Pakistan have lost their last 12 Tests on Australian soil, with the last win dating back to November 1995. Azhar Ali's young side is aiming to end the losing streak.
Australia v Pakistan, 1st Test
Brisbane Cricket Ground, Brisbane
Thursday, 21 November; 10:00am local, 12:00am GMT
Pakistan's ICC World Test Championship campaign begins with a tough assignment first up, as they face a power-packed Australian unit in their own conditions.
Pakistan were decent with the bat when they last toured Australia in 2016-17, but with the bowlers conceding scores of 429, 624/8 declared and 538/8 declared in the first innings of each of the three Tests, they were always left with an uphill task.
This time, leading the charge is a group of young bowlers, who justified their selection by skittling the Australia A side out for a mere 122 in the first warm-up match. Azhar confirmed on the eve of the match that Naseem Shah, the 16-year-old speedster, will make his debut, becoming the youngest male cricketer to play his maiden Test in Australia.
💬 "With these guys - Mohammad Musa, Naseem Shah and Shaheen Afridi - I'm really excited."— ICC (@ICC) November 15, 2019
Pakistan bowling coach Waqar Younis is confident of their pace attack ahead of the #AUSvPAK Tests 👇https://t.co/9GEa8nJElG
For Australia, the form of their key players and their track record at the venue, where they last lost a Test more than three decades ago, give them an edge over the visitors. David Warner seems back to his fluent best after a disappointing Ashes series in England, and dismissing Steve Smith early continues to be an unsolved mystery. Their fast-bowling unit, led by Pat Cummins, the top-ranked bowler on the MRF Tyres ICC Test Rankings, seems as dangerous as ever, not to forget the guile of Nathan Lyon, the off-spinner.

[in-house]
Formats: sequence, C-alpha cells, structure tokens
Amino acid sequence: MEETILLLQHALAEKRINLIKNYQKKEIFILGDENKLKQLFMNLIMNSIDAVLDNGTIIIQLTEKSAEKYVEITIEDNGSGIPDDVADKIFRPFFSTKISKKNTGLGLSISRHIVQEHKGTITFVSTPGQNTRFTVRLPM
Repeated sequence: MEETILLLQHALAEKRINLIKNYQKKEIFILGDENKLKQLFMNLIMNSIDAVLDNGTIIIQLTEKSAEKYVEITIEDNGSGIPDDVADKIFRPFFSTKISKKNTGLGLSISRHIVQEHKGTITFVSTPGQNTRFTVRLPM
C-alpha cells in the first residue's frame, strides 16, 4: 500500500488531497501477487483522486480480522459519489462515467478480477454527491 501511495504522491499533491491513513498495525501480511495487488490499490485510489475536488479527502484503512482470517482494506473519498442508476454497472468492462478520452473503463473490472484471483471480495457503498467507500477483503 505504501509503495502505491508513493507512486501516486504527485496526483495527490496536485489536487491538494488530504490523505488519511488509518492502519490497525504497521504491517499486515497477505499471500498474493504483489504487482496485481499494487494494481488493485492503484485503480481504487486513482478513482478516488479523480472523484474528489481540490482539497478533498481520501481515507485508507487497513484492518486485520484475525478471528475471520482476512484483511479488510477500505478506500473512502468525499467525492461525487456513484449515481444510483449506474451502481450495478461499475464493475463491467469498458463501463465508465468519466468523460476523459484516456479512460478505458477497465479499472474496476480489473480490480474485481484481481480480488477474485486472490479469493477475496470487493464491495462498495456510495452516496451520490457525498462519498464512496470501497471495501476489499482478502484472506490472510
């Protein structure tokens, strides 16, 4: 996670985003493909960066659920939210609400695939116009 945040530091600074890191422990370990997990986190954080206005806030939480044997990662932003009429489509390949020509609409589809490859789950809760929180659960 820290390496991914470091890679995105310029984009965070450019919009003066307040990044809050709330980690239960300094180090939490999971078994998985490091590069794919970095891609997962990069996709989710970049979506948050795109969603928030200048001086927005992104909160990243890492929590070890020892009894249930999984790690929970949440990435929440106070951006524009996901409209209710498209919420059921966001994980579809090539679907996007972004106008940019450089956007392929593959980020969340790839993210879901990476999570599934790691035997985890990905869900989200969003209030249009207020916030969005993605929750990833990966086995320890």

Their over-reliance on Smith during the Ashes was a worry, and more consistency will be expected from Joe Burns, Travis Head, Matthew Wade, Cameron Bancroft and skipper Tim Paine himself.
Remember the last time:
After a draw in the first of two Tests, the series was set up for a decider in Abu Dhabi. Batting first on a slow surface, Pakistan put up 282 with Fakhar Zaman and skipper Sarfaraz Ahmed contributing 94 each. Mohammad Abbas then picked up five wickets, as Australia were bundled out for a mere 145.
Pakistan consolidated their lead of 137, as Babar Azam (99), Sarfaraz (81), Fakhar (66) and Azhar Ali (64) powered them to 400/9 declared, setting Australia a 538-run target. Abbas did it again with another five-for, skittling the visitors out for 164 in 49.4 overs, to give Pakistan a 373-run win – their highest victory margin against Australia, in terms of runs.
What they said:
Pat Cummins, Australia bowler: "Like any other team, I'm sure we'll use some bouncers, but, if we're using a bouncer, it's because we think it's a wicket-taking ball. I don’t think we'll overdo it. We might have our different plans to different batters but, like always, I try and use one bouncer an over or once every couple of overs. It's going to be the full ball that gets the wickets."
👉 91 Test matches— ICC (@ICC) November 20, 2019
👉 363 wickets
👉 Best figures of 8/50
Happy birthday to Australian spinner Nathan Lyon! pic.twitter.com/xCXJZClsGF
Babar Azam, Pakistan batsman: "It's going to be a good contest. Our batsmen and bowlers are performing well. Our youngsters are in good form and have bowled well in the practice games. Hopefully, we'll carry forward the performances into the Tests."
Weather in Brisbane is expected to be bright and sunny, accompanied by a gentle breeze for the next five days. The Brisbane wicket is known to offer a significant amount of assistance to the quicker bowlers with its consistent bounce, more so on the first few days. In the last Test match played here, between Australia and Sri Lanka in January, pacers accounted for 25 of the 30 wickets that fell across the three innings.
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